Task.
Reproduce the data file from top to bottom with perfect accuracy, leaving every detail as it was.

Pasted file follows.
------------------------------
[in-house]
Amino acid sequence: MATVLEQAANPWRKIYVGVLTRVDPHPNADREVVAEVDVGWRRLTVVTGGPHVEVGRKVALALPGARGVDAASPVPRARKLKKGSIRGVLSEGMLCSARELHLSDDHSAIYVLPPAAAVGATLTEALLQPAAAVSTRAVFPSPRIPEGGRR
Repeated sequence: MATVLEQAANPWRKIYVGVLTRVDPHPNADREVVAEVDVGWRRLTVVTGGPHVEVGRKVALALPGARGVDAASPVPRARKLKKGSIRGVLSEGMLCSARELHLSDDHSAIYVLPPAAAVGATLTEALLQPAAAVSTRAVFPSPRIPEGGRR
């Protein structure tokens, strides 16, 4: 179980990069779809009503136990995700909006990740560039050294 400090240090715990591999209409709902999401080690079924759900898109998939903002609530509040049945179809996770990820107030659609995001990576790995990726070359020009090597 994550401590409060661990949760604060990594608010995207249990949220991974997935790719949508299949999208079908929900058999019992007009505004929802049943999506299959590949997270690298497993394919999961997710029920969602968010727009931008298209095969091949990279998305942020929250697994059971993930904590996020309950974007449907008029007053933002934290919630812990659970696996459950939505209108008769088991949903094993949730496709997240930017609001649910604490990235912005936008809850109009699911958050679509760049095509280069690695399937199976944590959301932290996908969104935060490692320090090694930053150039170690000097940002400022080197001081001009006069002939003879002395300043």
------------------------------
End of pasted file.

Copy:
[in-house]
Amino acid sequence: MATVLEQAANPWRKIYVGVLTRVDPHPNADREVVAEVDVGWRRLTVVTGGPHVEVGRKVALALPGARGVDAASPVPRARKLKKGSIRGVLSEGMLCSARELHLSDDHSAIYVLPPAAAVGATLTEALLQPAAAVSTRAVFPSPRIPEGGRR
Repeated sequence: MATVLEQAANPWRKIYVGVLTRVDPHPNADREVVAEVDVGWRRLTVVTGGPHVEVGRKVALALPGARGVDAASPVPRARKLKKGSIRGVLSEGMLCSARELHLSDDHSAIYVLPPAAAVGATLTEALLQPAAAVSTRAVFPSPRIPEGGRR
């Protein structure tokens, strides 16, 4: 179980990069779809009503136990995700909006990740560039050294 400090240090715990591999209409709902999401080690079924759900898109998939903002609530509040049945179809996770990820107030659609995001990576790995990726070359020009090597 994550401590409060661990949760604060990594608010995207249990949220991974997935790719949508299949999208079908929900058999019992007009505004929802049943999506299959590949997270690298497993394919999961997710029920969602968010727009931008298209095969091949990279998305942020929250697994059971993930904590996020309950974007449907008029007053933002934290919630812990659970696996459950939505209108008769088991949903094993949730496709997240930017609001649910604490990235912005936008809850109009699911958050679509760049095509280069690695399937199976944590959301932290996908969104935060490692320090090694930053150039170690000097940002400022080197001081001009006069002939003879002395300043």